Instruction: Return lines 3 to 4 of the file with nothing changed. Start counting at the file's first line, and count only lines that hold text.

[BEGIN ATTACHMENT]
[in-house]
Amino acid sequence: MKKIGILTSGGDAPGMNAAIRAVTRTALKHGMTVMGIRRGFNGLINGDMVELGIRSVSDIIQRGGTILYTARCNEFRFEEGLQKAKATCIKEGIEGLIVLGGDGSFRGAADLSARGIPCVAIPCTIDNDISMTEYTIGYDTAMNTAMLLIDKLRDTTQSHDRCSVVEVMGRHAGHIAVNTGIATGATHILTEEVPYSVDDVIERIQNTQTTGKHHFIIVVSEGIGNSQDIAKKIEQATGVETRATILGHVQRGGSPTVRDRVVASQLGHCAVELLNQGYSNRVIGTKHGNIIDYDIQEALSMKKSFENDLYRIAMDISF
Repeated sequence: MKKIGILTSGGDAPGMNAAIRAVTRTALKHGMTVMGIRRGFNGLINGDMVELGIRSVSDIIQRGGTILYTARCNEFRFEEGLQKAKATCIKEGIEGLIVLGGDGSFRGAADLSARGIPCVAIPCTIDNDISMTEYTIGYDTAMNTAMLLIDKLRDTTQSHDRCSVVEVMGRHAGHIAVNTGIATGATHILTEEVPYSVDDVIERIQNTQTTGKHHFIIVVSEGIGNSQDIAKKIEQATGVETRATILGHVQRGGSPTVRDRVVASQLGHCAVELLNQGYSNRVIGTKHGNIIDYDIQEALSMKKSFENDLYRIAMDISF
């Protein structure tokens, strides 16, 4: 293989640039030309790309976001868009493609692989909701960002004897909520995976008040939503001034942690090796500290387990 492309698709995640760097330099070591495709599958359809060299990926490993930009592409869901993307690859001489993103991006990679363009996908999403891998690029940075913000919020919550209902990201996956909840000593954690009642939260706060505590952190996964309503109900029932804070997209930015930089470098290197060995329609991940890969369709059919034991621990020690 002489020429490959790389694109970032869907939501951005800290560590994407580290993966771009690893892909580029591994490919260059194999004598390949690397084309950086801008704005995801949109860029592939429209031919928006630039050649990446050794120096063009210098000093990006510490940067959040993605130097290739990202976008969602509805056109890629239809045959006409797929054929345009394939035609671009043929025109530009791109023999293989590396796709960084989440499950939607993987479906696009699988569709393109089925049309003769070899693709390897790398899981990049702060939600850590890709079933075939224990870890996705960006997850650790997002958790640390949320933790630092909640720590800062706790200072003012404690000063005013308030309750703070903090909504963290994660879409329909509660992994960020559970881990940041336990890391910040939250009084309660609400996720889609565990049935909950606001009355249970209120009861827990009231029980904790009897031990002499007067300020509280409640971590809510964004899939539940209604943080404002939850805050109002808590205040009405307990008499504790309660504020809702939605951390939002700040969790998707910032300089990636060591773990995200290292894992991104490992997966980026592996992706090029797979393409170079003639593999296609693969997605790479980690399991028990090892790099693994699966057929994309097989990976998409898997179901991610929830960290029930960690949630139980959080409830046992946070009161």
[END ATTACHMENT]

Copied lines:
Repeated sequence: MKKIGILTSGGDAPGMNAAIRAVTRTALKHGMTVMGIRRGFNGLINGDMVELGIRSVSDIIQRGGTILYTARCNEFRFEEGLQKAKATCIKEGIEGLIVLGGDGSFRGAADLSARGIPCVAIPCTIDNDISMTEYTIGYDTAMNTAMLLIDKLRDTTQSHDRCSVVEVMGRHAGHIAVNTGIATGATHILTEEVPYSVDDVIERIQNTQTTGKHHFIIVVSEGIGNSQDIAKKIEQATGVETRATILGHVQRGGSPTVRDRVVASQLGHCAVELLNQGYSNRVIGTKHGNIIDYDIQEALSMKKSFENDLYRIAMDISF
């Protein structure tokens, strides 16, 4: 293989640039030309790309976001868009493609692989909701960002004897909520995976008040939503001034942690090796500290387990 492309698709995640760097330099070591495709599958359809060299990926490993930009592409869901993307690859001489993103991006990679363009996908999403891998690029940075913000919020919550209902990201996956909840000593954690009642939260706060505590952190996964309503109900029932804070997209930015930089470098290197060995329609991940890969369709059919034991621990020690 002489020429490959790389694109970032869907939501951005800290560590994407580290993966771009690893892909580029591994490919260059194999004598390949690397084309950086801008704005995801949109860029592939429209031919928006630039050649990446050794120096063009210098000093990006510490940067959040993605130097290739990202976008969602509805056109890629239809045959006409797929054929345009394939035609671009043929025109530009791109023999293989590396796709960084989440499950939607993987479906696009699988569709393109089925049309003769070899693709390897790398899981990049702060939600850590890709079933075939224990870890996705960006997850650790997002958790640390949320933790630092909640720590800062706790200072003012404690000063005013308030309750703070903090909504963290994660879409329909509660992994960020559970881990940041336990890391910040939250009084309660609400996720889609565990049935909950606001009355249970209120009861827990009231029980904790009897031990002499007067300020509280409640971590809510964004899939539940209604943080404002939850805050109002808590205040009405307990008499504790309660504020809702939605951390939002700040969790998707910032300089990636060591773990995200290292894992991104490992997966980026592996992706090029797979393409170079003639593999296609693969997605790479980690399991028990090892790099693994699966057929994309097989990976998409898997179901991610929830960290029930960690949630139980959080409830046992946070009161």